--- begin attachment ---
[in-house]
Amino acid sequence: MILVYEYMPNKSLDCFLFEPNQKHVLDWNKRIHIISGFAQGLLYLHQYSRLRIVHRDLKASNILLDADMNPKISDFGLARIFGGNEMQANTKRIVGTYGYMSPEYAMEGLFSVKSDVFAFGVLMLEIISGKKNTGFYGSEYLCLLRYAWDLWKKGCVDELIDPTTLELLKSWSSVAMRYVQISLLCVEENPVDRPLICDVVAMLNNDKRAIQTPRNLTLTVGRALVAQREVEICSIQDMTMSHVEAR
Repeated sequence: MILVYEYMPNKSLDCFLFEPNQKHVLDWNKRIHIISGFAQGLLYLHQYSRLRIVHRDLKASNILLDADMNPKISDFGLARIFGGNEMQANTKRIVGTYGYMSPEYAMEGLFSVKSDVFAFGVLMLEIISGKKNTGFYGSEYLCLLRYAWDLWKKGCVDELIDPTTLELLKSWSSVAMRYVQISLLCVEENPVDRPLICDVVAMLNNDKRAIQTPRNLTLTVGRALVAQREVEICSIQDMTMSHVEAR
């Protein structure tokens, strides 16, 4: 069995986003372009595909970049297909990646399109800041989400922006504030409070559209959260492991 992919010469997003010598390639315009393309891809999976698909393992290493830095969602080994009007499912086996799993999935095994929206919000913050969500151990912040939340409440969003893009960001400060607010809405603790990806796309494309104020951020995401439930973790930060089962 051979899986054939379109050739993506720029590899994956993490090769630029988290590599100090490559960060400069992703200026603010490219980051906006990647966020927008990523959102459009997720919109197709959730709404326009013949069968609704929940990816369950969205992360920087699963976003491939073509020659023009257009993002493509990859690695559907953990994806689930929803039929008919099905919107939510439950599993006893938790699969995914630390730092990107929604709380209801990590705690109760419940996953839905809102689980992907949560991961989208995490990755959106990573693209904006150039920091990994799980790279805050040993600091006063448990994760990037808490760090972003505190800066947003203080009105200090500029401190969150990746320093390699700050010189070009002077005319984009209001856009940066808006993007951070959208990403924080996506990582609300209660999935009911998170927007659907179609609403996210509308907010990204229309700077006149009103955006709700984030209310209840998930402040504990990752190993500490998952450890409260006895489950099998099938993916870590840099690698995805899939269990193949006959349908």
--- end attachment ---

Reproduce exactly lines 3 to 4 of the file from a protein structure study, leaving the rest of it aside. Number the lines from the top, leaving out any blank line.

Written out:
Repeated sequence: MILVYEYMPNKSLDCFLFEPNQKHVLDWNKRIHIISGFAQGLLYLHQYSRLRIVHRDLKASNILLDADMNPKISDFGLARIFGGNEMQANTKRIVGTYGYMSPEYAMEGLFSVKSDVFAFGVLMLEIISGKKNTGFYGSEYLCLLRYAWDLWKKGCVDELIDPTTLELLKSWSSVAMRYVQISLLCVEENPVDRPLICDVVAMLNNDKRAIQTPRNLTLTVGRALVAQREVEICSIQDMTMSHVEAR
């Protein structure tokens, strides 16, 4: 069995986003372009595909970049297909990646399109800041989400922006504030409070559209959260492991 992919010469997003010598390639315009393309891809999976698909393992290493830095969602080994009007499912086996799993999935095994929206919000913050969500151990912040939340409440969003893009960001400060607010809405603790990806796309494309104020951020995401439930973790930060089962 051979899986054939379109050739993506720029590899994956993490090769630029988290590599100090490559960060400069992703200026603010490219980051906006990647966020927008990523959102459009997720919109197709959730709404326009013949069968609704929940990816369950969205992360920087699963976003491939073509020659023009257009993002493509990859690695559907953990994806689930929803039929008919099905919107939510439950599993006893938790699969995914630390730092990107929604709380209801990590705690109760419940996953839905809102689980992907949560991961989208995490990755959106990573693209904006150039920091990994799980790279805050040993600091006063448990994760990037808490760090972003505190800066947003203080009105200090500029401190969150990746320093390699700050010189070009002077005319984009209001856009940066808006993007951070959208990403924080996506990582609300209660999935009911998170927007659907179609609403996210509308907010990204229309700077006149009103955006709700984030209310209840998930402040504990990752190993500490998952450890409260006895489950099998099938993916870590840099690698995805899939269990193949006959349908």